Sunday, January 26, 2020

UMMD X and Y Axis Modifications

When I was mounting optical endstops on the X and Y axes in UMMD I discovered that one of the Y axis linear guides had gone bad- motion was very rough.  I tried cleaning it to see if that would fix the problem but nope, it was finished.  I bought the guides in used condition, so there's no telling what sort of abuse they may have been subjected to before they ended up in my printer.

I searched ebay for the same type NSK linear guides I had used originally and couldn't find a pair, but I did find a single, new-old-stock guide that came with two bearing blocks and was 760 mm long.  After checking my CAD model of the printer to make sure it would work, I ordered the guide.

When the new linear guide arrived I cut it using a cut-off saw at the makerspace and ended up with two pieces just under 380 mm long- shorter than the original guides, but still long enough to allow edge to edge printing on the 300 mm square bed, because the new bearing blocks were shorter than the originals.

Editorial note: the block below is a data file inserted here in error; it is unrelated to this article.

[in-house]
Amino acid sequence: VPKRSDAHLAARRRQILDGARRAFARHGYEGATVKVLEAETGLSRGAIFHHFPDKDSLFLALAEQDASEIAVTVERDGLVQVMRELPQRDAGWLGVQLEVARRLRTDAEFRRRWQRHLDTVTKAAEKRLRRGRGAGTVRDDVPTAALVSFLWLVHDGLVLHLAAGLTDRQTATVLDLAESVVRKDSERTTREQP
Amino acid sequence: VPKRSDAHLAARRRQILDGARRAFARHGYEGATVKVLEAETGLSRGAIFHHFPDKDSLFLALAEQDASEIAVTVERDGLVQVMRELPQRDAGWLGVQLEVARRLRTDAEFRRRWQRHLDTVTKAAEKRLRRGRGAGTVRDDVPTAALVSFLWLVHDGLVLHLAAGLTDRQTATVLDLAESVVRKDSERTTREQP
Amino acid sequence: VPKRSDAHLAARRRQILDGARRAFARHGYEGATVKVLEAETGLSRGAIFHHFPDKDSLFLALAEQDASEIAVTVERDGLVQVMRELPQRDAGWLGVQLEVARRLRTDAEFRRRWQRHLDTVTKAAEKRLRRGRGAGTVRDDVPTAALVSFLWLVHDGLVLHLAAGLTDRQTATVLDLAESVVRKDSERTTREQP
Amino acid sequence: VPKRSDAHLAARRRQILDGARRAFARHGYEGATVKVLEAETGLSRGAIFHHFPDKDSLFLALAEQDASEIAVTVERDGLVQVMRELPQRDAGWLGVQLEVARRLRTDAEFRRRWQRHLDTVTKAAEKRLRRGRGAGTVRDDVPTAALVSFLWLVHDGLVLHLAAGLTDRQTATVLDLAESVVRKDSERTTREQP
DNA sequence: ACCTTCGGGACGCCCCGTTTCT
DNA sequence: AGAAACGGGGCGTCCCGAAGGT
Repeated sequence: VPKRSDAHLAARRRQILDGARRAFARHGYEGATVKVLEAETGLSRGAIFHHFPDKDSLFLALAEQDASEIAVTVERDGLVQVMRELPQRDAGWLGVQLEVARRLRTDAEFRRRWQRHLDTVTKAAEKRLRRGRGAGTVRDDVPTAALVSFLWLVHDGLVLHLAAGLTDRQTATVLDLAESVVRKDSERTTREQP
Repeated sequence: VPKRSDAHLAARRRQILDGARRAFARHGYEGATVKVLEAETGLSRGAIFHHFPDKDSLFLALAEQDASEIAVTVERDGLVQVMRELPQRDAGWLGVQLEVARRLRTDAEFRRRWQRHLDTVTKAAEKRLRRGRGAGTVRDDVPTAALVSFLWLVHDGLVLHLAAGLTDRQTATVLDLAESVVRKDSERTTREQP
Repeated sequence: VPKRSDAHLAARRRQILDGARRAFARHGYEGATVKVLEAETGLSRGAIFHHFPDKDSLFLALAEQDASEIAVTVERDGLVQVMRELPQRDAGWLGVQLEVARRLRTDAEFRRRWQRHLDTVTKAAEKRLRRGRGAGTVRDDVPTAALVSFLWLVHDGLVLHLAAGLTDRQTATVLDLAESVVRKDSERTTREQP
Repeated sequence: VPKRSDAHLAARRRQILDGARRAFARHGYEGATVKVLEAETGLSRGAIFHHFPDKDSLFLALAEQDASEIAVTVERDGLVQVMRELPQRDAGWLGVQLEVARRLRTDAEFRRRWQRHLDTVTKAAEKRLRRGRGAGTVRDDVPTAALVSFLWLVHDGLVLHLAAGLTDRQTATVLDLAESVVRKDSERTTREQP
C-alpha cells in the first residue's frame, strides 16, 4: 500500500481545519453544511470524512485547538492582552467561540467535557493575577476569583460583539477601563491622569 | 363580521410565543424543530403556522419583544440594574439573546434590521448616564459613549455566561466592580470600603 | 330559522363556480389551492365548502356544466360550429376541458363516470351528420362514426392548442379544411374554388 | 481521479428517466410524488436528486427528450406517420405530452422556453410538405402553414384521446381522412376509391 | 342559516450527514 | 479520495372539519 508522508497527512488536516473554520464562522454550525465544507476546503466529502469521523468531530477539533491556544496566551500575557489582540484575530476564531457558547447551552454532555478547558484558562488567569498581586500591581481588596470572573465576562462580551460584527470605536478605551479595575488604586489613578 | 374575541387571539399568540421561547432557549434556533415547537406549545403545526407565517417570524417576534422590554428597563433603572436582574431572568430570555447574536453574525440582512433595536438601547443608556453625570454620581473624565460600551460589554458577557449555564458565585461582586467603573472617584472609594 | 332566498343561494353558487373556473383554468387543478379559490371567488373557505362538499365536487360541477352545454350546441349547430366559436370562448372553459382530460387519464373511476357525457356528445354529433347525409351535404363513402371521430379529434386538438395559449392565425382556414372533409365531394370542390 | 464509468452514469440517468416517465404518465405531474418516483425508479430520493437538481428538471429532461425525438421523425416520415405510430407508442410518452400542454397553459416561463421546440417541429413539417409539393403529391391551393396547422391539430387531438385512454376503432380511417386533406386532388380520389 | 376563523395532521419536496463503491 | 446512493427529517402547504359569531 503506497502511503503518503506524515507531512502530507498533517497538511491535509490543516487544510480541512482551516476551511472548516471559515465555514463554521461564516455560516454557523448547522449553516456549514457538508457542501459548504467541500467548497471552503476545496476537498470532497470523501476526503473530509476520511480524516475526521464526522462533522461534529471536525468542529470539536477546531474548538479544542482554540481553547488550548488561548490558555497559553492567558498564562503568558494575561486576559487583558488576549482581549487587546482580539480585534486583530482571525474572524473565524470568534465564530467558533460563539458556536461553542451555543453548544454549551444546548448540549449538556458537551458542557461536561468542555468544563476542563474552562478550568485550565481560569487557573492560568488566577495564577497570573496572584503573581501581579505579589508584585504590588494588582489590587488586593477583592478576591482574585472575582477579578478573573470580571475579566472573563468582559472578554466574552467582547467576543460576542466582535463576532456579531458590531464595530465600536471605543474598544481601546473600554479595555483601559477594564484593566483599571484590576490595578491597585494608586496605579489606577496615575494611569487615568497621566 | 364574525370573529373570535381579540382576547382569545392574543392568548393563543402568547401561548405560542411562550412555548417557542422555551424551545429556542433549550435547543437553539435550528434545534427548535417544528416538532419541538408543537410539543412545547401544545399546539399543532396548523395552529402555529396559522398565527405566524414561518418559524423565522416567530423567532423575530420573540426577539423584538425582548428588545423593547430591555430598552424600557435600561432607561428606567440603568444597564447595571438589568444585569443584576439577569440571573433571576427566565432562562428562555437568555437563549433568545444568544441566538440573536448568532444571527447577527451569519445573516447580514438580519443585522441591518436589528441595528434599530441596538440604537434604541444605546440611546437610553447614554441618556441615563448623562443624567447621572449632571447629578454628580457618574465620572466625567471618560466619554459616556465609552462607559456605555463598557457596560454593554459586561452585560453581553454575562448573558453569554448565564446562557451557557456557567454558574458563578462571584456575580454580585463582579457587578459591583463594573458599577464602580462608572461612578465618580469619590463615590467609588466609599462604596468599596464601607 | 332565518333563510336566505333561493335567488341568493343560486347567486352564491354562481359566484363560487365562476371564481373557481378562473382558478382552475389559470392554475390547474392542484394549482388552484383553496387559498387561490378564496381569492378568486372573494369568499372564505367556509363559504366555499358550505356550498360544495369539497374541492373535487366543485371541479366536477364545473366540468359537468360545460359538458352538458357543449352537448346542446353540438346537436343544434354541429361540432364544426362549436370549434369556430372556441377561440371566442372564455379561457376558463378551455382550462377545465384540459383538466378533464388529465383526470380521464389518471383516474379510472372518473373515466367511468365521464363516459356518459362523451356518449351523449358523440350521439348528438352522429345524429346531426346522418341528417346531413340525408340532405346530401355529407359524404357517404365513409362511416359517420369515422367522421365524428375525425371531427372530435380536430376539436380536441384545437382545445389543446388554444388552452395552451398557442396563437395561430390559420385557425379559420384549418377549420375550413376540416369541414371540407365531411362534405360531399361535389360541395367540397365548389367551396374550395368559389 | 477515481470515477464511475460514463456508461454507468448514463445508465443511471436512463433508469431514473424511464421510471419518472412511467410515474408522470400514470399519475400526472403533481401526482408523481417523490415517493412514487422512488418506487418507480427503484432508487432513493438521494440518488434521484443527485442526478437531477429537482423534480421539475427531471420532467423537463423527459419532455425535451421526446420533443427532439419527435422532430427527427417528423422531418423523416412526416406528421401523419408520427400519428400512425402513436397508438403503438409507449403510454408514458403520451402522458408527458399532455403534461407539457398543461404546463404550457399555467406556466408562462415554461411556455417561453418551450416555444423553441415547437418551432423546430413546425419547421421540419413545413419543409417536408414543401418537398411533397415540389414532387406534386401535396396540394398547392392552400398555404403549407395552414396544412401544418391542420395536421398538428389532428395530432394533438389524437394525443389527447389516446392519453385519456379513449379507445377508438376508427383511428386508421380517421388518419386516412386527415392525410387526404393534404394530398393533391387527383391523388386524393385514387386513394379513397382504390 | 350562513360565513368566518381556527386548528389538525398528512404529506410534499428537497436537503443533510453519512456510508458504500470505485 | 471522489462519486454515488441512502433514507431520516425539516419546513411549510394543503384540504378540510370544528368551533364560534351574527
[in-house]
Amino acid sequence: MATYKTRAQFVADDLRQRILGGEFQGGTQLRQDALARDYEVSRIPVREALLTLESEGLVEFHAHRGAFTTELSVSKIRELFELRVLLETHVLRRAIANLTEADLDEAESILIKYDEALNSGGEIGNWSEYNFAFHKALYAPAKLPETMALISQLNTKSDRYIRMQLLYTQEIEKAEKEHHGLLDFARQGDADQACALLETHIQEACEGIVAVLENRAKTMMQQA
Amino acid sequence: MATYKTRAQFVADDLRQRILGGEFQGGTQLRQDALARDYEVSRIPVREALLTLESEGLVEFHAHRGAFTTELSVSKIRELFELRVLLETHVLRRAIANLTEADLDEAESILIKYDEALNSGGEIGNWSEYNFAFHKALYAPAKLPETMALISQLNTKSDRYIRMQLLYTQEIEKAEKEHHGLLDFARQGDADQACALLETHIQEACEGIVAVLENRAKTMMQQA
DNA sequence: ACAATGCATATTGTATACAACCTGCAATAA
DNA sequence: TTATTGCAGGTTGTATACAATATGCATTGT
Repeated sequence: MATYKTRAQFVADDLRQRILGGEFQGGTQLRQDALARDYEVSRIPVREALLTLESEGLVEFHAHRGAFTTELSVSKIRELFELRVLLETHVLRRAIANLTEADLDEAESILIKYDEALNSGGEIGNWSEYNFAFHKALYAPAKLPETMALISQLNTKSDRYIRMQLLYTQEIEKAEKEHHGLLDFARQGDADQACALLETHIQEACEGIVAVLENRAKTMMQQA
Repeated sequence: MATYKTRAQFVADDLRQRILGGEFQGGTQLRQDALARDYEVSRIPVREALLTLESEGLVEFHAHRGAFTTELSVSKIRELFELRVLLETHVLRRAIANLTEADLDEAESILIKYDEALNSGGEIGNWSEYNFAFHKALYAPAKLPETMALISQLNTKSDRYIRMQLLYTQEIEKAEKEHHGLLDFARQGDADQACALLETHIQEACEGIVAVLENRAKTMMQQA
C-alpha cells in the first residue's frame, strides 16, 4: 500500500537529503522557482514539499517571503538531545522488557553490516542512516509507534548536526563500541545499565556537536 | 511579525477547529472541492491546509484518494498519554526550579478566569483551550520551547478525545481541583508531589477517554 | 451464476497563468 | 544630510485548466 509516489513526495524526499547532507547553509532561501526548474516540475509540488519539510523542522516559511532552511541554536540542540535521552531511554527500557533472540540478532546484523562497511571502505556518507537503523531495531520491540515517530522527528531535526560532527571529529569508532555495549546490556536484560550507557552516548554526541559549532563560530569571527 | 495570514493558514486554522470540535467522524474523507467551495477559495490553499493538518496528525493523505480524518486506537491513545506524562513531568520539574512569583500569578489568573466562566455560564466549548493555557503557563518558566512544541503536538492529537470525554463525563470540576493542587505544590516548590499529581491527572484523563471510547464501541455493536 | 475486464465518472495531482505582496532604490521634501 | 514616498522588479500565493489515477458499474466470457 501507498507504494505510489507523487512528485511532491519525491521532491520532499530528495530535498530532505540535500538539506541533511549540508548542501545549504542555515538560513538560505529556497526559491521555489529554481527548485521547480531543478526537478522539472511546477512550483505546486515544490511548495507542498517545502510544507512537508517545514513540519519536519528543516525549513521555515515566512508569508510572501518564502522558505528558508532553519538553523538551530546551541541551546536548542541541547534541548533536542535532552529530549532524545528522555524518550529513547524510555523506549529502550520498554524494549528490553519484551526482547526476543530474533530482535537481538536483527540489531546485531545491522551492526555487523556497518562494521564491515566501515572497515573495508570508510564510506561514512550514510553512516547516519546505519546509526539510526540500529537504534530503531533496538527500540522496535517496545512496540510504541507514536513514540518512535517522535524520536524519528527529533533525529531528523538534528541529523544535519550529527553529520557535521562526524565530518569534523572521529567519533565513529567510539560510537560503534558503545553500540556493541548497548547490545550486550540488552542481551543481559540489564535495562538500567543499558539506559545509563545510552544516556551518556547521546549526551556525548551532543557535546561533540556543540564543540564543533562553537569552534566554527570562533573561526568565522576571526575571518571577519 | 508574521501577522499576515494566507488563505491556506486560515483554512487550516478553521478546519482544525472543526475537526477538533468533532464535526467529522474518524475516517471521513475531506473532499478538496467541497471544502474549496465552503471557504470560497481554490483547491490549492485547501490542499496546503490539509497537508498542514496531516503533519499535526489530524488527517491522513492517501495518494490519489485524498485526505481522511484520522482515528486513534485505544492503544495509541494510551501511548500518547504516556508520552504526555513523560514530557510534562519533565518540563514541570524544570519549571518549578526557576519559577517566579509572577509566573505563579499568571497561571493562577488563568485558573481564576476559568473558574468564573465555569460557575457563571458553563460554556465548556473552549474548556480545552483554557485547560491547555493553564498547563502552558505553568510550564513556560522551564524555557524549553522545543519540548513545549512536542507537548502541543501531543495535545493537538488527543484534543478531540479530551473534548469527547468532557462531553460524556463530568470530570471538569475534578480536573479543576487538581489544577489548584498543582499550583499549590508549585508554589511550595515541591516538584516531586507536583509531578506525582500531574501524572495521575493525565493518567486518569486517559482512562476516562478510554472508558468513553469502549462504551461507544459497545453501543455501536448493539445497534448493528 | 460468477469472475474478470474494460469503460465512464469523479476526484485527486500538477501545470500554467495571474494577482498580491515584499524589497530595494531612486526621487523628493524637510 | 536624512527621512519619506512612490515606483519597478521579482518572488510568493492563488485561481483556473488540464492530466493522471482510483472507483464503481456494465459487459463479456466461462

The belt layout with pulleys labeled for reference.

The screw hole spacing in the new bearing blocks was different, requiring a minor redesign of the X axis.  The P1 and P2 pulley mounts at the ends of the X axis were originally made from 2" square aluminum tubing.  If I had reused the old pulley mounts, the extruder would not have been able to print over the entire surface of the bed without moving the whole Z axis toward the front of the printer.  I decided that I'd rather just make new, smaller pulley mounts.  I also had to print new spacer blocks for the P3 and P4 pulley mounts at the back corners of the machine, which I did before I took everything apart.